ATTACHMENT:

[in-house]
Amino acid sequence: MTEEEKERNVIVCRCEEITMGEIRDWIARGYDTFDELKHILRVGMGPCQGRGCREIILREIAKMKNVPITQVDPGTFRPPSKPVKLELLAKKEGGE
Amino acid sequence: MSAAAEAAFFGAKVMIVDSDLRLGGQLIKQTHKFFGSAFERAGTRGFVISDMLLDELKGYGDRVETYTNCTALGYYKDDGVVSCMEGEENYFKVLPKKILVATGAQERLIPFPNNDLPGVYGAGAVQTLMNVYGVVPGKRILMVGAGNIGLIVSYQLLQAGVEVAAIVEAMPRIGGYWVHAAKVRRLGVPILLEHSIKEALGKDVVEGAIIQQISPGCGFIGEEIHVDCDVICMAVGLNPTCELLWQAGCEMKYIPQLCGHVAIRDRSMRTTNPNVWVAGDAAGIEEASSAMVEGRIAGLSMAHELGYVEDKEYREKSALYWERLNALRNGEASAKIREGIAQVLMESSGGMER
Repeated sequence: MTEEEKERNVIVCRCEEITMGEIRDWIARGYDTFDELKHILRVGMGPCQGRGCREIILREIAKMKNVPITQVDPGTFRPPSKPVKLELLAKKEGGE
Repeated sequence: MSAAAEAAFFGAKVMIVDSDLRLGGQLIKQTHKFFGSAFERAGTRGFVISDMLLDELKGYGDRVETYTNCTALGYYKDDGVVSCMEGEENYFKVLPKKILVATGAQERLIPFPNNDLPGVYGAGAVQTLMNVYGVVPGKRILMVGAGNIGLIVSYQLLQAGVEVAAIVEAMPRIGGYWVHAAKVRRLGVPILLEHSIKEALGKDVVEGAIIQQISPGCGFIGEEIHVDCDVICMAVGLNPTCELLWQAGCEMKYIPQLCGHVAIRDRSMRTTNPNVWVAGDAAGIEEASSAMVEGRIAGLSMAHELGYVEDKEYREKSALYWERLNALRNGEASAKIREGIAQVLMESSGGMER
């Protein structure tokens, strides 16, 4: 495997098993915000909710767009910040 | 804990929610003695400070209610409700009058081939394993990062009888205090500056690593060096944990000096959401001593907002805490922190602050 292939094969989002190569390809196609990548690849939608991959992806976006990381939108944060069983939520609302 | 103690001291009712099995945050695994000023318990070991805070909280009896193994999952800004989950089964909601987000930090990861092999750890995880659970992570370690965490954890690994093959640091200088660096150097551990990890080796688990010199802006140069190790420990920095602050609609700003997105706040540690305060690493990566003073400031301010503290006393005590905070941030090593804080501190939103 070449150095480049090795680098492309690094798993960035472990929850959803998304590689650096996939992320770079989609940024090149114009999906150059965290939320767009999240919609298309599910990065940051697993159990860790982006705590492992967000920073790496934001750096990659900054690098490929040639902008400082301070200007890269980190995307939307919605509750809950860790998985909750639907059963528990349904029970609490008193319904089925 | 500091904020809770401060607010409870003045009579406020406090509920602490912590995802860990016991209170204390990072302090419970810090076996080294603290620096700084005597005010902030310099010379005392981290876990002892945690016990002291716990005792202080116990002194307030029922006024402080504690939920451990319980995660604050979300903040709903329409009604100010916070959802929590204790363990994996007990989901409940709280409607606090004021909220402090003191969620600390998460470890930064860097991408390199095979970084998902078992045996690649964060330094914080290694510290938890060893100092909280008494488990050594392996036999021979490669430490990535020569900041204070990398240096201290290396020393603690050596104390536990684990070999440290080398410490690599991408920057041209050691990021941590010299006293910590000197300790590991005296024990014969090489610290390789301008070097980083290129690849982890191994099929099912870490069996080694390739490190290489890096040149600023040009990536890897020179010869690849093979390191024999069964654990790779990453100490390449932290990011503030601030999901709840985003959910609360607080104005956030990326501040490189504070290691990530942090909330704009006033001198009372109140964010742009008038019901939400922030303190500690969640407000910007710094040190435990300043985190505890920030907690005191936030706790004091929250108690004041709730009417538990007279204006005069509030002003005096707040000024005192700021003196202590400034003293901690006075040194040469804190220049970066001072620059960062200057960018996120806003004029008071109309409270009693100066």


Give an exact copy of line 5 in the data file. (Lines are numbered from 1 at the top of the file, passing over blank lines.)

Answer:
Repeated sequence: MSAAAEAAFFGAKVMIVDSDLRLGGQLIKQTHKFFGSAFERAGTRGFVISDMLLDELKGYGDRVETYTNCTALGYYKDDGVVSCMEGEENYFKVLPKKILVATGAQERLIPFPNNDLPGVYGAGAVQTLMNVYGVVPGKRILMVGAGNIGLIVSYQLLQAGVEVAAIVEAMPRIGGYWVHAAKVRRLGVPILLEHSIKEALGKDVVEGAIIQQISPGCGFIGEEIHVDCDVICMAVGLNPTCELLWQAGCEMKYIPQLCGHVAIRDRSMRTTNPNVWVAGDAAGIEEASSAMVEGRIAGLSMAHELGYVEDKEYREKSALYWERLNALRNGEASAKIREGIAQVLMESSGGMER